I just finished reading today’s article from The Atlantic Why We Can’t Afford Not to Create a Well-Stocked National Digital Library System which highlights 9 reasons why the United States needs to jump out to DL bandwagon. Don’t worry — the article doesn’t advocate for abandoning traditional print collections, but rather for expanding and evolving the already existent reading practices.

The article goes on to discuss digital library set-ups around the world:

Europeans countries like France are–at least in terms of politicians’ rhetoric–closer than we are. There is even a Euro digital library portal. China has already amassed a huge digital collection, with six million books scanned as of 2006. A Wikipedia page lists dozens of government and nongovernment digital library projects, ranging from Project Gutenberg, probably the first, to the New Zealand Text Center.


The Pontifical Catholic University of Chile is calling for applications for position of Professor in the Department of Computer Science School of Engineering, Catholic University of Chile in the area of information science, focusing on knowledge management and information classification. This is a position funded by the International Bank for Reconstruction and Development to support the Master of Information and Library Management degree program.

La República de Chile ha recibido del Banco Internacional de Reconstrucción y Fomento para la Programa de Magíster en Gestión de Información y Bibliotecología”, adjudicado a la Pontificia Universidad Católica de Chile. Instrucciones más detalladas estarán disponibles en: http://www.ing.puc.cl

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It’s International Literacy Day! It is estimated that 860 million adults in the world cannot read. Here’s a roundup of literacy-related news and blogs:



UNESCO: UNESCO launches new Knowledge and Innovations Network for Literacy (KINL) http://bit.ly/cyyo4H View Irina Bokova, Director-General of UNESCO speaking about International Literacy Day 2010 on YouTube http://bit.ly/bH7pjR

Rwanda: Adult Literacy Programme Kicks-Off. The Rwandan Ministry of Education has kick-started an adult literacy programme under which an estimated 162,000 people will have been trained under the programme by the end of December. http://allafrica.com/stories/201009080424.html
Pakistan: PM says Pakistan committed to address major causes of illiteracy http://bit.ly/cHYQWK Int’l Literacy day reminds of unfulfilled dream of a literate nation http://bit.ly/arEFrA
Haiti: Celebrarán en Haití Día Internacional de la Alfabetización  http://bit.ly/9JlYcg
Nepal: Int’l Literacy Day Celebrated in Nepal http://bit.ly/bJQ4K9

United States: Laura Bush Commemorates International Literacy Day 2010 http://bit.ly/cj864n


Librarian by day:  Celebrate International Literacy Day, Read Something http://t.co/ExtCsBx

Gun Carrying Librarian http://bit.ly/cSCrK2

UN PublicationsAnnounced today, United Nations Publications launched their first application for the iphone. The first publications available are UN flagship titles such as ‘The Charter of the United Nations’, ‘The United Nations Today’, and ‘Universal Declaration of Human Rights’.

UN Publications is the main source for over 5,300 titles produced by the United Nations and its key agencies.

The apps — which can also be downloaded for the iPad — are available for a fee. For more information, see https://unp.un.org/MobileApps.aspx

Aaron Schmidt  — referred to in Library Journal as a hard-core librarian “by friends because he is an avid mountain biker, rock climber, and extreme sports kind of guy”  — recently made an interesting post on the future of libraries in Finland from the Gates Foundation’s 2010 Global Libraries Peer Learning Meeting:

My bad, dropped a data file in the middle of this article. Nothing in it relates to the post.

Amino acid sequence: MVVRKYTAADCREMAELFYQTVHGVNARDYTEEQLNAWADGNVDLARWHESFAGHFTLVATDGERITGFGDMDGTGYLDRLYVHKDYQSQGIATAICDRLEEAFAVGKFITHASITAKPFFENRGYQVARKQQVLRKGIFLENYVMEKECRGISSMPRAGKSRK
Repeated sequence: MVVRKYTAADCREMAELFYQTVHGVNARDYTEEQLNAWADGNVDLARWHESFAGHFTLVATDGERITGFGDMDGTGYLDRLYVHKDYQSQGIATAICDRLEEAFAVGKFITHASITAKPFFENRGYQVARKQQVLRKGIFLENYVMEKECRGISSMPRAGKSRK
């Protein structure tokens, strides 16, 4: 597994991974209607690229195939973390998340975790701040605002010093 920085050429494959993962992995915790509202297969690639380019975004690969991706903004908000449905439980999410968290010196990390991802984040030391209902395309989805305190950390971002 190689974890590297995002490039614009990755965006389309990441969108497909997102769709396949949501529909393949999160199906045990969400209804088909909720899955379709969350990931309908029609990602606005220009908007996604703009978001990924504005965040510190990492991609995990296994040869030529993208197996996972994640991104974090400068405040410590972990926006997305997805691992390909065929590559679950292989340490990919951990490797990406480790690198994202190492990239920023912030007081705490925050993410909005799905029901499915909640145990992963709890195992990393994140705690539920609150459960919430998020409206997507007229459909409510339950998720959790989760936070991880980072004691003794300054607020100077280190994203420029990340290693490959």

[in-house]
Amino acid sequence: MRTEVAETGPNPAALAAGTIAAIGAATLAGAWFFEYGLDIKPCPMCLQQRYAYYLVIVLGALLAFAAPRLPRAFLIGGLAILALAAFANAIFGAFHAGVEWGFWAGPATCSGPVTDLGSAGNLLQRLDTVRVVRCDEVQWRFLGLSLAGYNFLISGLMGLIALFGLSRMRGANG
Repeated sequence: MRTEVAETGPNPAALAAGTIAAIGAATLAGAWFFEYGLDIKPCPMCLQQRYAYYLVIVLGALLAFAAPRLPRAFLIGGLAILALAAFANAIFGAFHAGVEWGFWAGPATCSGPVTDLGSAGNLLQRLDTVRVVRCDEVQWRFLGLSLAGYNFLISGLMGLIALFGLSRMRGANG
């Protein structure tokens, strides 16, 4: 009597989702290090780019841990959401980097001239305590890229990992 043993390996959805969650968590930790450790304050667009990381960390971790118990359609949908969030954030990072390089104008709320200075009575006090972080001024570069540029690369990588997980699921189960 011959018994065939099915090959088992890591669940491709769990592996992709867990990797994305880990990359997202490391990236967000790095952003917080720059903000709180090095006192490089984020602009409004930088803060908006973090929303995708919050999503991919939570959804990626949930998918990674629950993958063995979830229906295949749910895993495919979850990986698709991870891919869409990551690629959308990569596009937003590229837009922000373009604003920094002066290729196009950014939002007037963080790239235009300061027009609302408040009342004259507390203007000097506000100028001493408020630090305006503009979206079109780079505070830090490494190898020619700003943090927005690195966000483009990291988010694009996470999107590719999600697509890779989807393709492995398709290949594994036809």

The libraries I saw have overcome their addiction to circulating content. Now they’re all about doing, making, publishing, working, and experiences revolving around content.

Instead of books people check out guitars. Or record music and edit music videos.

Another observation of Finnish libraries from Ari Katz at IREX from the same meeting.

Some recent blogs I just discovered:

  • International Archives – archivist/records manager Gustavo Castañer from Barcelona, Spain blogs on his knowledge about job opportunities for international organizations. Library and archives centric and something of what he calls  “a personal obsession”. Looks like he has a sense of humor too since calls himself “in short, your Dream Nerd” in his twitter bio.
  • International baccalaureate librarians – a blog for school media librarians working in IB schools around the world. Centers on issues in school libraries, job search and career advice, and conference discussion.
  • Save Libraries – “When one library is in trouble, ALL libraries are in trouble.” This blog is the brainchild of Lori Reed and Heather Braum in response to library closures throughout the United States. You might recognize their branding: they developed the social “Save Libraries” sticker for twitter and facebook profiles. (Get yours here.)
  • Bilingual Librarian – This blog has been out there for a while, but it deserves special mention for its continually timely information on trends in the library world (especially Latin America).  Stephanie Rocío Miles has some interesting things to say about the profession, which is why she is mentioned on all these.

Anti-Ukrainian book burning in Crimea (unian.net & kyivscoop.blogspot.com)

Kyiv Scoop blogger Steve Bandera published an interesting story last week about Anti-Ukrainian book burning in Crimea. The protests are in response to what Russian nationalists say are “distortions of the past by the administration of former President Viktor Yushchenko.” (VOANews)  Many of the books were Ukrainian history textbooks.

More Links:

Book Burning in Ukraine Stokes Controversy About History: http://bit.ly/cq3mm7

Crimea book burning: http://unian.net/ukr/news/news-367439.html (Ukrainian)